In 1958, when I was a fourth-grader, our family moved to Quonset Point, Rhode Island, where my dad was soon promoted to lead HS-11, one of the Navy helicopter squadrons defending our east coast from attack by Russian submarines. We moved to Quonset Point with some trepidation, because Hoskins Park—the housing project for military families in those days (now sold, redeveloped, and named Wickford Point)—had a long waiting list; we didn’t know where we would live, or if we could afford off-base housing.
As it turned out, we got a lucky break. A Navy Lieutenant who was black moved his family into Hoskins Park. Some white officers found out and decided their families weren’t going to live in non-segregated housing. As a result, vacancies popped-up, and we got in; we moved right next door to the black officer and his family.
Lieutenant Brown, his wife and two daughters, lived in the two-story, condo-style apartment on the other side of a thin concrete wall from us. Despite the custom that white and black families didn’t fraternize in those days, I eventually had encounters, conversations and interactions with all the members of the Brown family. Over time, I came to understand how traumatized they were, each in their own way, living in a country that, basically, isolated and mistreated them.
One encounter involved my parents. The Browns invited them over for dinner to get acquainted, and, after agonizing about it, Mom and Dad accepted. I think Dad wanted to check them out; to make sure his kids would be “safe” living next door.
After the meal, Dad reported that the Lieutenant’s wife, Jean (Alston), was a good cook, but he couldn’t shake a queasy feeling in his stomach, which spoiled his appetite. He had never interacted with negroes, except servants (everyone called black people negroes in the 1950s); he certainly had not eaten food at the same table. And, unlike my dad, Mr. Brown was a Naval Academy graduate.
In that sense, the lieutenant kind of outranked him. According to my dad, Academy graduates favored one another and worked hard to help each other achieve promotions. They put non-Academy graduates to great disadvantage in the competition for rank, which was fierce inside the Navy.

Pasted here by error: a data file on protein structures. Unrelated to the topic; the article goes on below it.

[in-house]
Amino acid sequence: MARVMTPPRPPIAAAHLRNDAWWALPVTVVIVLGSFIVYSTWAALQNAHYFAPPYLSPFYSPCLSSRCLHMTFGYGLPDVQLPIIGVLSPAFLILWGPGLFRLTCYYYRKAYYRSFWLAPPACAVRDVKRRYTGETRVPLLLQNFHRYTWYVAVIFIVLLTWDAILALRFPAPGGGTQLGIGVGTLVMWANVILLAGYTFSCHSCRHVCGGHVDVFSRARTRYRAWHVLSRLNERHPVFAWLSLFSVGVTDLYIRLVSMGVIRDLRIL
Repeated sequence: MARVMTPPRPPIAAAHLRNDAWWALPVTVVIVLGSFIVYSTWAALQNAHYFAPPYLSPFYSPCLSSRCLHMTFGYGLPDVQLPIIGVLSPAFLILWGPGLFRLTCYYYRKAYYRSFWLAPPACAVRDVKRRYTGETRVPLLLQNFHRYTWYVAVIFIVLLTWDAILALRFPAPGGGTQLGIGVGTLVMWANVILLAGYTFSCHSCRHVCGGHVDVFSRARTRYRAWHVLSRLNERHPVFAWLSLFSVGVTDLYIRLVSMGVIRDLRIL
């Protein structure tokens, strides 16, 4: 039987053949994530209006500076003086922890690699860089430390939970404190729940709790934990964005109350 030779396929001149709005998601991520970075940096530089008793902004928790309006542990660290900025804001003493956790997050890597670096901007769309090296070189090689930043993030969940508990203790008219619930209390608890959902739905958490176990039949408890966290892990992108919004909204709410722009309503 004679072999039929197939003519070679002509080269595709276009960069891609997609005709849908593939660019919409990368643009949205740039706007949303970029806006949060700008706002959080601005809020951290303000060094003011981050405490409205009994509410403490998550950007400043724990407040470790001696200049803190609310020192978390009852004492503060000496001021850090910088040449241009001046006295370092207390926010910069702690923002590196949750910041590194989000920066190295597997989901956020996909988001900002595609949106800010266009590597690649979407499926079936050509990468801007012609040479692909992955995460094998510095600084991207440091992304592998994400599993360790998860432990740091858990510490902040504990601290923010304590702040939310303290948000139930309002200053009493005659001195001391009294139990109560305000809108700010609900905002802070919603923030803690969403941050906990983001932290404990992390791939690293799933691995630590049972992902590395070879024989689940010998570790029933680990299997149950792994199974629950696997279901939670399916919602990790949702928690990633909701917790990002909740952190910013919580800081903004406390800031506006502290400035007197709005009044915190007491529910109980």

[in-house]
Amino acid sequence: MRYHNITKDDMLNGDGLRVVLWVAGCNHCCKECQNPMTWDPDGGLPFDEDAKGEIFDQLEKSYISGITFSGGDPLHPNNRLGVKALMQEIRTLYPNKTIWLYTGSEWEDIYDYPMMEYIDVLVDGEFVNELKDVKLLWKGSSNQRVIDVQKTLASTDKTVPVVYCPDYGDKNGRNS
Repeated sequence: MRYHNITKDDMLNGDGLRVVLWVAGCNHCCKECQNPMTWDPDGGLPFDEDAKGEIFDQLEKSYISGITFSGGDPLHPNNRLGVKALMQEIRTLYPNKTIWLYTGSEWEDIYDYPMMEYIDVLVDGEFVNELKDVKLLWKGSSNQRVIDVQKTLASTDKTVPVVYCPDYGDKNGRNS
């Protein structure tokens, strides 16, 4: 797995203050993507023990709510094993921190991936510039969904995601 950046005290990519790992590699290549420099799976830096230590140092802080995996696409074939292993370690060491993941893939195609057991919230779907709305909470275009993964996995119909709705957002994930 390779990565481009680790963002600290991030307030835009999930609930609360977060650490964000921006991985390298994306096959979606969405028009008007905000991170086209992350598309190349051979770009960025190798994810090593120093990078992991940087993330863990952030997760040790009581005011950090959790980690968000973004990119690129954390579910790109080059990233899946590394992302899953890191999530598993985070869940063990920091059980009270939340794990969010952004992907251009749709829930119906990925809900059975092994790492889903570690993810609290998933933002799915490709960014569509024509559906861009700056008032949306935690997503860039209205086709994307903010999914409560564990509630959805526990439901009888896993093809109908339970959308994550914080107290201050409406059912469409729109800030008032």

A black Academy graduate presented a dilemma. Brown was a graduate of the elite Naval Academy with all its privileges and protections; at the same time he belonged to a race that was, to put it politely, undervalued both by the Navy and by the country at large. It was unfamiliar terrain for my dad and made him uncomfortable. I remember my parents writing a thank-you note to the Brown’s for their hospitality, but as far as I know, they didn’t offer a return invitation.
Another incident occurred a few weeks later that changed the way I thought about people and what they sometimes go through. It happened on a day when my fourth-grade teacher decided to punish me for a violation of good-citizenship. I sassed her, she claimed, because I had insisted—in a loud voice before classmates—she couldn’t tell me what to do. She wasn’t my parent. To show she could, she kept me after school to clean the blackboard. And she made me practice my reading. I left school nearly an hour late.
When I arrived home, I saw Billie—Lieutenant Brown’s sixth-grade daughter—standing on her porch a few feet from ours, crying, and shifting back and forth on her feet in a puddle of—I took a second look to be sure—her own pee. I couldn’t believe it; I didn’t know what to say or do. I ran inside our condo to tell mom.
I wish I could say that Mom brought Billie into our place, helped her clean-up and gave her a secure place to wait until her mother got home with a key. But my mom did nothing like that. Instead she became animated and began to marvel about how such an embarrassing calamity could befall a sweet girl like Billie. I became annoyed. Why didn’t she ask us? I interrupted. We would have let her use our bathroom!
Maybe she was afraid to ask, mom offered. Maybe she was afraid people would say, no.
So afraid she let her stomach burst? I retorted.
Some weeks after, I stood alone in the playground behind our building, when Billie walked up. We didn’t speak, but sat down together on the ground to draw pictures in the grey clay beneath us—the clay the housing complex we shared was built upon.
It didn’t seem right to sit with someone and not talk, but I couldn’t think of anything to say. Billie was a couple of years older. We had little in common, it seemed. We concentrated for a while, in silence, on our art.